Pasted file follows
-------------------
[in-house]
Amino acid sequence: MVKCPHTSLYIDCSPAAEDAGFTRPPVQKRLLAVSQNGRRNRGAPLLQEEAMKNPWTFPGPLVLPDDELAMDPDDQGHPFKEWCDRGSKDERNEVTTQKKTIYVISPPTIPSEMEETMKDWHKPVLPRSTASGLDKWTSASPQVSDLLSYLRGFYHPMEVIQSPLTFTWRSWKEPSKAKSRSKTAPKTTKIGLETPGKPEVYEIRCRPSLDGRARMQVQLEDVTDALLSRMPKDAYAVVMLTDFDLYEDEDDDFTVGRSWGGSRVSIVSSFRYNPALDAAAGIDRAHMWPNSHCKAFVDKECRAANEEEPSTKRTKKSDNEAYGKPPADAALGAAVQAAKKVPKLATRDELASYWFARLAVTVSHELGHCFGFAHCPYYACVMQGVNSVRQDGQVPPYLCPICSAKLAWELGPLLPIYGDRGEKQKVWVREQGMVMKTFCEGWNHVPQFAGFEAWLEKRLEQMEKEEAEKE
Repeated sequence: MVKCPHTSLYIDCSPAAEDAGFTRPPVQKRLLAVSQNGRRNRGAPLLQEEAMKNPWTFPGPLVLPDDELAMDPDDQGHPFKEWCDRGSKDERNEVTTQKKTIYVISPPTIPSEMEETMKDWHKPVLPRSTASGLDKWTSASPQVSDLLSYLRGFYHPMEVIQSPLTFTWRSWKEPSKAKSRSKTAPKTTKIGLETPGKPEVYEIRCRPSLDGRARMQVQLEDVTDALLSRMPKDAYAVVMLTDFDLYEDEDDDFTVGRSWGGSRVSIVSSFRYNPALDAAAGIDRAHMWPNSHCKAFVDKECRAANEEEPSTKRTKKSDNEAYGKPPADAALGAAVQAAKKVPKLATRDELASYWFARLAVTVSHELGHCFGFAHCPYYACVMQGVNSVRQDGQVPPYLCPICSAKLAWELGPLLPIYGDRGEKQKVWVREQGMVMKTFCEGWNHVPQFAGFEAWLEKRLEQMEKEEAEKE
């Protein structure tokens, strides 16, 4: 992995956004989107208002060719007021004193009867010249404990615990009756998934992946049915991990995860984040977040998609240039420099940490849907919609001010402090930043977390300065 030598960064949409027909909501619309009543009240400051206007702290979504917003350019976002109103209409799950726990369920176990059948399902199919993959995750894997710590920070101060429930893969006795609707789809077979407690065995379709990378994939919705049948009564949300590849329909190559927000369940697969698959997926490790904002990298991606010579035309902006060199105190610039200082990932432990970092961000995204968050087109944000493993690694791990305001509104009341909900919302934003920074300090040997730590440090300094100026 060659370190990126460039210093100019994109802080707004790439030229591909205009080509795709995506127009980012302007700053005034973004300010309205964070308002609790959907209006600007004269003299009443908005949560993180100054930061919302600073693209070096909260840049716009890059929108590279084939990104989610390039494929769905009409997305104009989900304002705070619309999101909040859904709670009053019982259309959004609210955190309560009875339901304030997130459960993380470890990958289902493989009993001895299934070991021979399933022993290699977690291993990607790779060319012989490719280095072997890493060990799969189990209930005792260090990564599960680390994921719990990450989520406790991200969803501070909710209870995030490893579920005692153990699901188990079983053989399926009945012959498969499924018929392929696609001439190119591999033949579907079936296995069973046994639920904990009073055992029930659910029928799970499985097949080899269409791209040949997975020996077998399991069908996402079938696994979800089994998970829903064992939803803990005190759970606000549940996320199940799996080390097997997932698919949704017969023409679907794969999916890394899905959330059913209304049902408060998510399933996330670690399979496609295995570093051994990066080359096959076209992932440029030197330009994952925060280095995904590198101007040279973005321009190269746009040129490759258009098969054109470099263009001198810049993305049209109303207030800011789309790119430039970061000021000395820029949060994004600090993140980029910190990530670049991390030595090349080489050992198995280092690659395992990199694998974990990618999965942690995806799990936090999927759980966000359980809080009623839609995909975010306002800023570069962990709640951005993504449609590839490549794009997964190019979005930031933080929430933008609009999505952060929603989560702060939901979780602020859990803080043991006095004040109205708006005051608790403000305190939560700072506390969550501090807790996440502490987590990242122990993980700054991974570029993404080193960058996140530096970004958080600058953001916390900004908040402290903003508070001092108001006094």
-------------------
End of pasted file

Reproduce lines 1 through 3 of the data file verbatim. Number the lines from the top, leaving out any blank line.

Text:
[in-house]
Amino acid sequence: MVKCPHTSLYIDCSPAAEDAGFTRPPVQKRLLAVSQNGRRNRGAPLLQEEAMKNPWTFPGPLVLPDDELAMDPDDQGHPFKEWCDRGSKDERNEVTTQKKTIYVISPPTIPSEMEETMKDWHKPVLPRSTASGLDKWTSASPQVSDLLSYLRGFYHPMEVIQSPLTFTWRSWKEPSKAKSRSKTAPKTTKIGLETPGKPEVYEIRCRPSLDGRARMQVQLEDVTDALLSRMPKDAYAVVMLTDFDLYEDEDDDFTVGRSWGGSRVSIVSSFRYNPALDAAAGIDRAHMWPNSHCKAFVDKECRAANEEEPSTKRTKKSDNEAYGKPPADAALGAAVQAAKKVPKLATRDELASYWFARLAVTVSHELGHCFGFAHCPYYACVMQGVNSVRQDGQVPPYLCPICSAKLAWELGPLLPIYGDRGEKQKVWVREQGMVMKTFCEGWNHVPQFAGFEAWLEKRLEQMEKEEAEKE
Repeated sequence: MVKCPHTSLYIDCSPAAEDAGFTRPPVQKRLLAVSQNGRRNRGAPLLQEEAMKNPWTFPGPLVLPDDELAMDPDDQGHPFKEWCDRGSKDERNEVTTQKKTIYVISPPTIPSEMEETMKDWHKPVLPRSTASGLDKWTSASPQVSDLLSYLRGFYHPMEVIQSPLTFTWRSWKEPSKAKSRSKTAPKTTKIGLETPGKPEVYEIRCRPSLDGRARMQVQLEDVTDALLSRMPKDAYAVVMLTDFDLYEDEDDDFTVGRSWGGSRVSIVSSFRYNPALDAAAGIDRAHMWPNSHCKAFVDKECRAANEEEPSTKRTKKSDNEAYGKPPADAALGAAVQAAKKVPKLATRDELASYWFARLAVTVSHELGHCFGFAHCPYYACVMQGVNSVRQDGQVPPYLCPICSAKLAWELGPLLPIYGDRGEKQKVWVREQGMVMKTFCEGWNHVPQFAGFEAWLEKRLEQMEKEEAEKE